Flexible 125-inch Plasma Display Coming in 2009

A Japanese display start-up is well on the way to commercializing a 3-meter wide flexible plasma display and expects the first models to appear next year.

The 125-inch display is made using a proprietary plasma array technology developed by the company, Shinoda Plasma, with the first screens aimed at public display applications. A prototype on show at the FPD International exhibition that opened in Japan on Wednesday and is attracting crowds of mostly display-industry insider attendees.

"Basically this display is based on the plasma display technology but it's a very unique technology," said Manabu Ishimoto [cq], chief financial officer of the company in an interview.

Rather than make the screen on large sheets of inflexible glass the plasma array screen uses thin glass tubes with walls that are just 0.1 millimeters thick. Inside the tubes the construction is similar to that of conventional plasma display panels but the use of the tubes means the screen is not only thin -- the 3 meter by 1 meter prototype is only a millimeter thick -- but also flexible.

As an indication of how closely the company is guarding the technology, it has hired guards at the display exhibition who are stopping visitors getting too close to the screen and making sure that no one but journalists are taking photos of it.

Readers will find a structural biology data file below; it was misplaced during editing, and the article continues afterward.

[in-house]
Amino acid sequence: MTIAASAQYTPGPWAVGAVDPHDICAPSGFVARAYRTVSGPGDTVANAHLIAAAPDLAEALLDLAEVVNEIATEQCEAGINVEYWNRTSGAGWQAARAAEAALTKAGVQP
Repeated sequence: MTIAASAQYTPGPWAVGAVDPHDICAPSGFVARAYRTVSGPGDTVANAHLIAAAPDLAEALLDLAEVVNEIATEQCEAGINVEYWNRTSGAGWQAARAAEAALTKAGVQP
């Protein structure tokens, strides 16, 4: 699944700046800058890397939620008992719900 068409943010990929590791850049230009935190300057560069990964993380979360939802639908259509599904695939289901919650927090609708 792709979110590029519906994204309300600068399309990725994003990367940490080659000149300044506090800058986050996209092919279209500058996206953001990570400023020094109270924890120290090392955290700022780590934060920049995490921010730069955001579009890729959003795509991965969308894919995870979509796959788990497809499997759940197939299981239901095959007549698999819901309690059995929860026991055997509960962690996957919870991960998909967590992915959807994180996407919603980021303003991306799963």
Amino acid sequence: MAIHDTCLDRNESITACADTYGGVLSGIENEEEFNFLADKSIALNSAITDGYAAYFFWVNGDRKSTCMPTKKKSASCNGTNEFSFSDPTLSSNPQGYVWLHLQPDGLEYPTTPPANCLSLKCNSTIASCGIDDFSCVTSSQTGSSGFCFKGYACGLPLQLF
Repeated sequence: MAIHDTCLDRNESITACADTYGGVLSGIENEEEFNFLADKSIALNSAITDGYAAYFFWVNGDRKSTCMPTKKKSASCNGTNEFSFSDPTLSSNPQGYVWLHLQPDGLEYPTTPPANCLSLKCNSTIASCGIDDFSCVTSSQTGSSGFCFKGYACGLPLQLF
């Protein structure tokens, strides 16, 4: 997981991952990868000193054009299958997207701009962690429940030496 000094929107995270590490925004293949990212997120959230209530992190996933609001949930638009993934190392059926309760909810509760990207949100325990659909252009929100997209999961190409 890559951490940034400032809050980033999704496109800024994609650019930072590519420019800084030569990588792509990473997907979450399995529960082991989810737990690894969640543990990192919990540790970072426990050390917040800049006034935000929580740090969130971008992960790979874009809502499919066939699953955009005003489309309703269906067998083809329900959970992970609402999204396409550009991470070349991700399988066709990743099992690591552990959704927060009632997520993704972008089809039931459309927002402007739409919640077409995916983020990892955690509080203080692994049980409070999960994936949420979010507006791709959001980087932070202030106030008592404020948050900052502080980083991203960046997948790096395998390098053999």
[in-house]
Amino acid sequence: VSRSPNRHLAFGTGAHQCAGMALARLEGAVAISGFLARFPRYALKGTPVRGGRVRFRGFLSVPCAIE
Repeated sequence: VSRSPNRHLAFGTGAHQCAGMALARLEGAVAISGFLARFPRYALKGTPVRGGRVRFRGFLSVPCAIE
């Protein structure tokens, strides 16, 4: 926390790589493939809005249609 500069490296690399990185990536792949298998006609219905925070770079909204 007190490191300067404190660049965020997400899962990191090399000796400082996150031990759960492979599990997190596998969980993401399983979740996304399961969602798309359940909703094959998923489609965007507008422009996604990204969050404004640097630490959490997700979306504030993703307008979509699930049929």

In addition to its size and flexibility the panel is light, weighing about 1.4 kilograms. It also uses a maximum of 600 watts of power, which is less than half that of a display array made with conventional plasma display panels, said Ishimoto.

Samples of the screen are already with manufacturing companies and commercial versions are expected in April or May next year.

But don't go hoping for it on your living-room wall just yet. The prototype has a relatively low resolution of 960 pixels by 360 pixels, which is fine for public information displays but is well below that for even standard definition television.

Shinoda Plasma was spun-off from Fujitsu when it decided to halt development of plasma display panels. Fujitsu doesn't own a stake in the company but the two are close, with Fujitsu serving as a distribution channel. The company is based in Kobe in west Japan.

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